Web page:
Newspaper article The Evening Standard (London, England)

How to Tell If a Headache Is a Migraine; Identifying the Cause of Recurring Head Pain Will Bring More Effective Relief Than Relying on pillsMEDICAL NOTES

Newspaper article The Evening Standard (London, England)

How to Tell If a Headache Is a Migraine; Identifying the Cause of Recurring Head Pain Will Bring More Effective Relief Than Relying on pillsMEDICAL NOTES

Article excerpt

RECURRENT headache is one of the most common reasons for consulting a GP, but while there are hundreds of possible causes, just two conditions migraine and tension headache

account for the lion's share of cases. And it's not easy to tell them apart.

Tension headache is the most common form of persistent headache in the UK, affecting around a third of the population at some time and, paradoxically, widely used painkillers often make the problem worse.

People with tension headaches often describe feeling as if their heads are in a vice. The pain can be felt anywhere over the head and tends to come on during the day and worsen towards evening.

They are more common in people with sedentary lifestyles, particularly those in their late teens, who are under some form of stress, and the first step in dealing with tension headaches should always be to encourage more physical activity and, wherepossible, identify and deal with any underlying stress.

Occasional tension headaches can be eased with ibuprofen or paracetamol, but recurrent attacks require a more subtle approach. Painkillers relieve symptoms initially, but with time they can accentuate them, particularly in chronic sufferers.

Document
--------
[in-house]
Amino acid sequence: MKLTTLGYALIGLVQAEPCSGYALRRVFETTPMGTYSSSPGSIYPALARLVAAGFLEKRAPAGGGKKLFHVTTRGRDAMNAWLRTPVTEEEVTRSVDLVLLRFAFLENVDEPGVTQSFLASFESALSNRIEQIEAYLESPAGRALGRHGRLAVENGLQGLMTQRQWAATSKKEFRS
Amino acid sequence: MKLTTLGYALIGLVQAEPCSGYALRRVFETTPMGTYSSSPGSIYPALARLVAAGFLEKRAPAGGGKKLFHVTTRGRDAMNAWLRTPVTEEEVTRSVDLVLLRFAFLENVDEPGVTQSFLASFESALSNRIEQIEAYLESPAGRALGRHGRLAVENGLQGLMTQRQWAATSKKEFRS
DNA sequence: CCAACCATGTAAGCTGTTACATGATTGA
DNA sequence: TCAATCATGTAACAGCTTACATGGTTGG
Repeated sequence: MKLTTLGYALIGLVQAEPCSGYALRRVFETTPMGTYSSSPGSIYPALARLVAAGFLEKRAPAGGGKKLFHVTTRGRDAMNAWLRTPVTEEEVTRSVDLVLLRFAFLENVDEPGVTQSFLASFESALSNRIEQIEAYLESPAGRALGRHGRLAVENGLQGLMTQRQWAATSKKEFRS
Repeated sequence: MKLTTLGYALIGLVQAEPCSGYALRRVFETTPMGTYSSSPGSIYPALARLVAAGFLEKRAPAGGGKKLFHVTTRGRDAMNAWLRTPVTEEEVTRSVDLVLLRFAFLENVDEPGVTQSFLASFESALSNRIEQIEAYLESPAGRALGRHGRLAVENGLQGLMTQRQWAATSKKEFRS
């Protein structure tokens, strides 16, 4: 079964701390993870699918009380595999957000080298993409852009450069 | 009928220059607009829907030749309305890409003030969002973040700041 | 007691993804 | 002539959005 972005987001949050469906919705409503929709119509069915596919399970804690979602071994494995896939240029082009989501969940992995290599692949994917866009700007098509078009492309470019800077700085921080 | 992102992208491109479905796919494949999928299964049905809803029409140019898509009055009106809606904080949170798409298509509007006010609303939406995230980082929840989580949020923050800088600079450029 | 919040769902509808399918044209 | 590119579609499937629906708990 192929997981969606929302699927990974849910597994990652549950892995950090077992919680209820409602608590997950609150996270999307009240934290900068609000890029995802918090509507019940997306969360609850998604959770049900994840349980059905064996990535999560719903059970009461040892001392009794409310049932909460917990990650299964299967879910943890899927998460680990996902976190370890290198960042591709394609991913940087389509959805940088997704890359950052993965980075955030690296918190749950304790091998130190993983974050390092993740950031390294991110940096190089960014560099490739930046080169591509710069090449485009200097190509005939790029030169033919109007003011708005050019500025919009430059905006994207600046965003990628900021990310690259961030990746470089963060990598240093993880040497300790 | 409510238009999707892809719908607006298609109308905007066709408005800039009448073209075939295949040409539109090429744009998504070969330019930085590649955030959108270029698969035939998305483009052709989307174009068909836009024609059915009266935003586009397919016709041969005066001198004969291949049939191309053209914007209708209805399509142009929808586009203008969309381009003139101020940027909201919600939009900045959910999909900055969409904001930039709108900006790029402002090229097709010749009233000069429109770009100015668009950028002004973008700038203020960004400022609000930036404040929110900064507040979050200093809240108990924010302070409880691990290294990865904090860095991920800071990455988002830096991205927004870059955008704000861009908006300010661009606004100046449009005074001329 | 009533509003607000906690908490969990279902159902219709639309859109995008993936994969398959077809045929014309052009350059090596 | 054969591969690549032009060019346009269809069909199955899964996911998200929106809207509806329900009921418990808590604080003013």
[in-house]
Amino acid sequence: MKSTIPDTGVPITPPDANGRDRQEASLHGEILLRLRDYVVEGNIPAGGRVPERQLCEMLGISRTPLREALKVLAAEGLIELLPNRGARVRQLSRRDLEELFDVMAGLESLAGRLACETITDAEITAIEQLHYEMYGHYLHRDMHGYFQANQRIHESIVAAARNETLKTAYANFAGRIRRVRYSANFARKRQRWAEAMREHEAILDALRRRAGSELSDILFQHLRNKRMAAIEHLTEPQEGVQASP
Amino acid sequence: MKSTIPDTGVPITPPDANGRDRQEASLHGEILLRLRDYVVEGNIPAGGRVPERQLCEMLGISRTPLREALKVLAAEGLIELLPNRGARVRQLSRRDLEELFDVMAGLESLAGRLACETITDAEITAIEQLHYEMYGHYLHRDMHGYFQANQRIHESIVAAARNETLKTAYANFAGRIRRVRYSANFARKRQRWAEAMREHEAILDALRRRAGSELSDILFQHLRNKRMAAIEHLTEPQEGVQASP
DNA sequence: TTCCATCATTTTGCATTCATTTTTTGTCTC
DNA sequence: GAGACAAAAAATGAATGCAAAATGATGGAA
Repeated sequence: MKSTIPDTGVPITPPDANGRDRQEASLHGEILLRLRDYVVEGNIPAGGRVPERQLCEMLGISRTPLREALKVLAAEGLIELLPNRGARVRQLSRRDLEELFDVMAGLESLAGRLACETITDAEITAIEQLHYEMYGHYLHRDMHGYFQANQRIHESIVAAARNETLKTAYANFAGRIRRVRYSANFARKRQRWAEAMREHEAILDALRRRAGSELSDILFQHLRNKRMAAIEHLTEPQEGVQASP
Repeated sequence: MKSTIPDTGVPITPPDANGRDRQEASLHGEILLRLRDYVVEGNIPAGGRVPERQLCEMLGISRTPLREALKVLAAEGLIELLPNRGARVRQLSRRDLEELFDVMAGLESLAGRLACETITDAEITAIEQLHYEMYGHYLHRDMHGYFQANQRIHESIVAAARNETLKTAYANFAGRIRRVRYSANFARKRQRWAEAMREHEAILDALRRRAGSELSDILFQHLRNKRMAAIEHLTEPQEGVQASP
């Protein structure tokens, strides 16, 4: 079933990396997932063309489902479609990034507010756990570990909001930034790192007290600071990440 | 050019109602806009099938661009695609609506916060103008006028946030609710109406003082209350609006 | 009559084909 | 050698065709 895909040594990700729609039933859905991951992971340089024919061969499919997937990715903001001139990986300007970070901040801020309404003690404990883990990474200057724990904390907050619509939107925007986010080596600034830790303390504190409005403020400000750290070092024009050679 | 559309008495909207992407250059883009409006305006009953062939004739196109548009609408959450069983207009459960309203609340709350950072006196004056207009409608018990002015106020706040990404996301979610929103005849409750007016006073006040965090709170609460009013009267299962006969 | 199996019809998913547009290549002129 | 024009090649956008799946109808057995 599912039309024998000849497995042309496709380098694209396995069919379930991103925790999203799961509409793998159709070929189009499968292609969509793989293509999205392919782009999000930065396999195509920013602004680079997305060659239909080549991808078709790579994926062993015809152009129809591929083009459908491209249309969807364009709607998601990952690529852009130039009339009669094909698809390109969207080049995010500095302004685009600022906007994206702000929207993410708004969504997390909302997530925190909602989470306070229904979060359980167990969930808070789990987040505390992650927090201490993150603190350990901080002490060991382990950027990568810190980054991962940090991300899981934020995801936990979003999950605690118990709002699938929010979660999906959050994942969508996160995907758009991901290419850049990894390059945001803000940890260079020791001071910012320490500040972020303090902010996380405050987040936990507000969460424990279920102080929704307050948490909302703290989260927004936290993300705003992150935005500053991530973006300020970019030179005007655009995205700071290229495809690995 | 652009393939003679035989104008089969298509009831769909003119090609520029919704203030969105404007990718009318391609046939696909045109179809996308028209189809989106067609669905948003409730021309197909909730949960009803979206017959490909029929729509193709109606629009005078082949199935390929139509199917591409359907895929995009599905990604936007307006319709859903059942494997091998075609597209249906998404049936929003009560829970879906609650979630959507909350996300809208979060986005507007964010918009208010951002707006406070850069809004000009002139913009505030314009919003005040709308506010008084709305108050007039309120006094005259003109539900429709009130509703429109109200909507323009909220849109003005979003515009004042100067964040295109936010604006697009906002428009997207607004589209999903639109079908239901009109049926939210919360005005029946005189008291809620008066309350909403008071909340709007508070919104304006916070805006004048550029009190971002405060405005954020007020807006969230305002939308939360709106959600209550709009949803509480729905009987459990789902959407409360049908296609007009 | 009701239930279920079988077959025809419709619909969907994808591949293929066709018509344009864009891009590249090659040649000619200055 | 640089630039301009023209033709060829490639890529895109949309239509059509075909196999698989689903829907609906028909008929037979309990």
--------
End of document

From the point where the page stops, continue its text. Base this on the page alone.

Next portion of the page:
This is a difficult concept for most patients to grasp, but there is now good evidence that withdrawing painkillers, rather than taking stronger ones, is the way forward.

Daily preventative medication, such as low-dose amitriptyline, is useful for chronic sufferers who find it difficult to wean themselves off painkillers. And relaxation therapy

teaching people how to relax the muscles of the scalp and neck is another effective approach that can provide effective relief in as many as six out of 10 cases. Differentiating tension headaches from migraine can be difficult, but if you have two or more of these symptoms then it's likely that your problems are due to migraine: Intense throbbing headache, often but not always one-sided

Visual disturbances

these sometimes precede the headache Sickness and/or vomiting Sensitivity to light (photophobia) Sensitivity to sound (phonophobia) Sensitivity to smells (osmophobia) We still don't fully understand why some people are so prone to migraine, but susceptible individuals appear particularly sensitive to alterations in routine. …

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